After this first meeting at MacDowell, Brown would host Frame for a visit in the Santa Barbara home he shared with his partner, Paul Wonner, also a painter and also associated with the Bay Area Figurative Movement. This visit, the first of a number, would cement their relationship. Brown, Wonner and their cat, Ned, frequently became the subjects of Frame’s fictional elaboration in the subsequent letters that were exchanged. It was a relationship that took place in reality, but it was also one that was embroidered by the imagination in the correspondence. Carnivorous plants lurked, pantomime dames visited, and the personalities of cats expanded to dominate their worlds.
It was also a cultural exchange as the New Zealand writer came in contact with two gay men who had friendships with artists like Christopher Isherwood, John Cage, Paul Hindemith and May Sarton, amid many others. It was a relationship which would bring Frame in contact with contemporary art-practice as well as its gossip.
However, as the correspondence developed it also became more personally revelatory. Frame’s relationship with Brown becomes more intimate. At times, the letters resemble love-letters in their personal concern and communicated minutiae. The jokes give way to sensitive observations and day-to-day recitations of activities. They are dense with the pleasure of appreciation. They are a privileged and engaging admission into that shared world.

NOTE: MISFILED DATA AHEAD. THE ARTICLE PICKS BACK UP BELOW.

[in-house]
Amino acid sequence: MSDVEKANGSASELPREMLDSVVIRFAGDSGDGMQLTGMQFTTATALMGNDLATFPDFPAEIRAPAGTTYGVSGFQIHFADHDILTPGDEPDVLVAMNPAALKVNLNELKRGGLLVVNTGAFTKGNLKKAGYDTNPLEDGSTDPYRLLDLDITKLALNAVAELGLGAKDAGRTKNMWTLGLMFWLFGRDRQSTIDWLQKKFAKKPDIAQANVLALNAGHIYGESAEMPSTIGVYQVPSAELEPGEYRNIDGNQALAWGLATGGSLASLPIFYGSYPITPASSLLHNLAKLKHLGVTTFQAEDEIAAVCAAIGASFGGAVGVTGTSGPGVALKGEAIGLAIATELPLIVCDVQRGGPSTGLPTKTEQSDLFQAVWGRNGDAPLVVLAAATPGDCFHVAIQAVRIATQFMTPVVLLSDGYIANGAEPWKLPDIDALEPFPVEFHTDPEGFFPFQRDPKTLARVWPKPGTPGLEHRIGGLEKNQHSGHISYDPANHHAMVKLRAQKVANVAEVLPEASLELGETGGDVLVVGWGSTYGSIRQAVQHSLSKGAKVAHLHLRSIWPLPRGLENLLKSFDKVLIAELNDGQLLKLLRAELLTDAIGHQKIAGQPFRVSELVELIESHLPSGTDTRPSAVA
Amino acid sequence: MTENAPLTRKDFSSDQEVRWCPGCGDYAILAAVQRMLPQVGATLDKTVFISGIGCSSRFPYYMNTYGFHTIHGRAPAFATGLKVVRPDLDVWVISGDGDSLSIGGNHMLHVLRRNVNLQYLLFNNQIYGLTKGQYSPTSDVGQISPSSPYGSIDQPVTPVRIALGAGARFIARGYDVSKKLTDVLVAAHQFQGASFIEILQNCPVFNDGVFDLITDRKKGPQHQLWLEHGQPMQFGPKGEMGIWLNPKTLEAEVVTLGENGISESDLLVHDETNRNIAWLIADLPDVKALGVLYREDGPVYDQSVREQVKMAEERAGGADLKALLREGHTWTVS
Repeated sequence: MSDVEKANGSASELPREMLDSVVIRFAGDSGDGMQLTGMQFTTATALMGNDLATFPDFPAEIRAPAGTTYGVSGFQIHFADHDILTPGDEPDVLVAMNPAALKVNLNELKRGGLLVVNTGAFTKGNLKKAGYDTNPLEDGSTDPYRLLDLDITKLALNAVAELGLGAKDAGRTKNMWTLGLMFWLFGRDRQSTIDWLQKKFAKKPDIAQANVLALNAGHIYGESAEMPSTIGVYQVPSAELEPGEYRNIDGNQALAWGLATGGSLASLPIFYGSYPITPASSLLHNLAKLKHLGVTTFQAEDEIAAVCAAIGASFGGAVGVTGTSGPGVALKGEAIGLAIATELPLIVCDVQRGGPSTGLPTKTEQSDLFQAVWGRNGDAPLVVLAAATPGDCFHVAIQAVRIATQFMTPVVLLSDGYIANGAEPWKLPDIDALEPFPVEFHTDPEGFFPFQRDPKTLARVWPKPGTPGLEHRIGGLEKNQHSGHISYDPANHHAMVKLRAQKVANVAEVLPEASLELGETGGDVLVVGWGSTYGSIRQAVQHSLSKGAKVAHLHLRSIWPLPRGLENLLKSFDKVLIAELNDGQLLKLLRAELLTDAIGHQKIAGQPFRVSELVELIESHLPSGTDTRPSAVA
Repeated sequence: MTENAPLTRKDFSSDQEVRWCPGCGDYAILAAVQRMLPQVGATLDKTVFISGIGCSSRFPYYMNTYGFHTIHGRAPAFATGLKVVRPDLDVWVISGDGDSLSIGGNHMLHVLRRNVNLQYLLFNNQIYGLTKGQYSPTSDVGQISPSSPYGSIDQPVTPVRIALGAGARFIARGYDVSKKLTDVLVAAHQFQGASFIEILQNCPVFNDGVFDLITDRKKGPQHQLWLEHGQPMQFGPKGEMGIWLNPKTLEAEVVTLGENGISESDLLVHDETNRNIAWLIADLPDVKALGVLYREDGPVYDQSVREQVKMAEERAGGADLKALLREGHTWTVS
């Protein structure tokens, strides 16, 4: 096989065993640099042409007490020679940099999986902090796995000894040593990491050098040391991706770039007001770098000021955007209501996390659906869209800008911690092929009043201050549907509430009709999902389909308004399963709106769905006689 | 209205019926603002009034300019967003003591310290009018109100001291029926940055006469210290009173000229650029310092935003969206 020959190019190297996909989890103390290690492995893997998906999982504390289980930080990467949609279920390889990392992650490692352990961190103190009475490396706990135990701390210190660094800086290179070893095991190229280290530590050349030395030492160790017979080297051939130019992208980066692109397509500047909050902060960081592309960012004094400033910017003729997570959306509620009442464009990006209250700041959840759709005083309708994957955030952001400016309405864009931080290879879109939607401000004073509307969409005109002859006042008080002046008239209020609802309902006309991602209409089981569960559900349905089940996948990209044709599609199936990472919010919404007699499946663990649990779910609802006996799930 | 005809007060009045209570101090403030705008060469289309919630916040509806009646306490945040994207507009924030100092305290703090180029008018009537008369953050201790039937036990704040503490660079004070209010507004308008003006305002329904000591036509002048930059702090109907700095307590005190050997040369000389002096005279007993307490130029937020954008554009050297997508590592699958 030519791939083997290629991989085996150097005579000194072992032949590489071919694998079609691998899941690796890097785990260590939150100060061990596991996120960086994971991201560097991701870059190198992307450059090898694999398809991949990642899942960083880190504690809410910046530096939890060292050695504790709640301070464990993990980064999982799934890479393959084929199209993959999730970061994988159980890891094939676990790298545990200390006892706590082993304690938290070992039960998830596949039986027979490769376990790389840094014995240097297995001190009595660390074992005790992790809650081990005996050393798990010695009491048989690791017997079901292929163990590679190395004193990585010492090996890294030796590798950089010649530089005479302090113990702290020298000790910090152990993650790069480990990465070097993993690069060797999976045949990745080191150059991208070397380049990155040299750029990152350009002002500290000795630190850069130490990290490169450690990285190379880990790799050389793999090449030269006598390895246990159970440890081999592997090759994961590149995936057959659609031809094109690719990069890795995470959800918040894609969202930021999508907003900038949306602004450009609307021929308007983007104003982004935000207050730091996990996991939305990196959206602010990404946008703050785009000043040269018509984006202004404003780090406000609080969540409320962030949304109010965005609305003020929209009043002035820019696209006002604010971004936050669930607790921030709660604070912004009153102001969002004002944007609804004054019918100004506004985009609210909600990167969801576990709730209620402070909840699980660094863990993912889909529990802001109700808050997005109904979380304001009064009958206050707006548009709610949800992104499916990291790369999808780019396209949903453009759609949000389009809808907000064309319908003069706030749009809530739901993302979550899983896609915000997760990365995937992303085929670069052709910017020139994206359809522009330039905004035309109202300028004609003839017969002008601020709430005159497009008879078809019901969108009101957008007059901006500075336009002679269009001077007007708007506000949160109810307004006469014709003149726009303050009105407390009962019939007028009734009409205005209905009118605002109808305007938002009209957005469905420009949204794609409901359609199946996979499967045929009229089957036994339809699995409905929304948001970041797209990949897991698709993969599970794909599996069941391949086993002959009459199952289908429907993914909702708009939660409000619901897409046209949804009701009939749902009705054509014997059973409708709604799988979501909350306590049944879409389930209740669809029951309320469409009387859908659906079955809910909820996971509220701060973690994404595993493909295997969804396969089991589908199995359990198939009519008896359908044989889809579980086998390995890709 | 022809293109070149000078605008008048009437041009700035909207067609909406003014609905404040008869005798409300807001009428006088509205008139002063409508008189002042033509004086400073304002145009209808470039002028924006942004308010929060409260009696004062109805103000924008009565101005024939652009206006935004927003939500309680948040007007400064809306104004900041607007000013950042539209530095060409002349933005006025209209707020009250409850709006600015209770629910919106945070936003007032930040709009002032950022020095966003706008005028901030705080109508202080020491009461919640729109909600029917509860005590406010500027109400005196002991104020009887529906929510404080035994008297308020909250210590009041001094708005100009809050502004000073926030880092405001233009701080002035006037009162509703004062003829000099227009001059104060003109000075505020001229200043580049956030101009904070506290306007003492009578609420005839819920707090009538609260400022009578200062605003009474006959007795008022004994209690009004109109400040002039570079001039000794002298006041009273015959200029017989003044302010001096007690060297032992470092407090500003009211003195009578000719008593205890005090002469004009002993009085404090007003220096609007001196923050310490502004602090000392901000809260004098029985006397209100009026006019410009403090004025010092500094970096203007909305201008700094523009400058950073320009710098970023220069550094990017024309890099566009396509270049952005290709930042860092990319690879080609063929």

Harold has kept a light hand on the annotations. Characters are given brief biographies. Page-notes are minimal and handy. Obscure jokes are explained in short footnotes, in the Introduction, or in an Appendix entitled ‘Concepts and Nicknames’. Necessary facts are summarised. The apparatus is entirely useful, but not intrusive.
This edition of the Frame–Brown correspondence also preserves another essential thing. It contains Frame’s collages, often compounded from the daily newspaper or pages of women’s magazines, which give a subversive note to the collection. These collages do not have the deliberate illogic or pseudo-irrationality of Surrealism; they have a much sharper political edge and purpose. Richard Nixon and the British Royal Family make appearances, among others.
Frame obviously devoted time and thought to these constructions, and their significance should be considered in that light. They are asides, interventions and commentary. They are also eruptions of anarchy – ribald, socially-pointed, disruptive and creative. Both the editor and publisher should be praised for their inclusion, even if the reader may wish to have a magnifying glass on hand for some reproduced pages.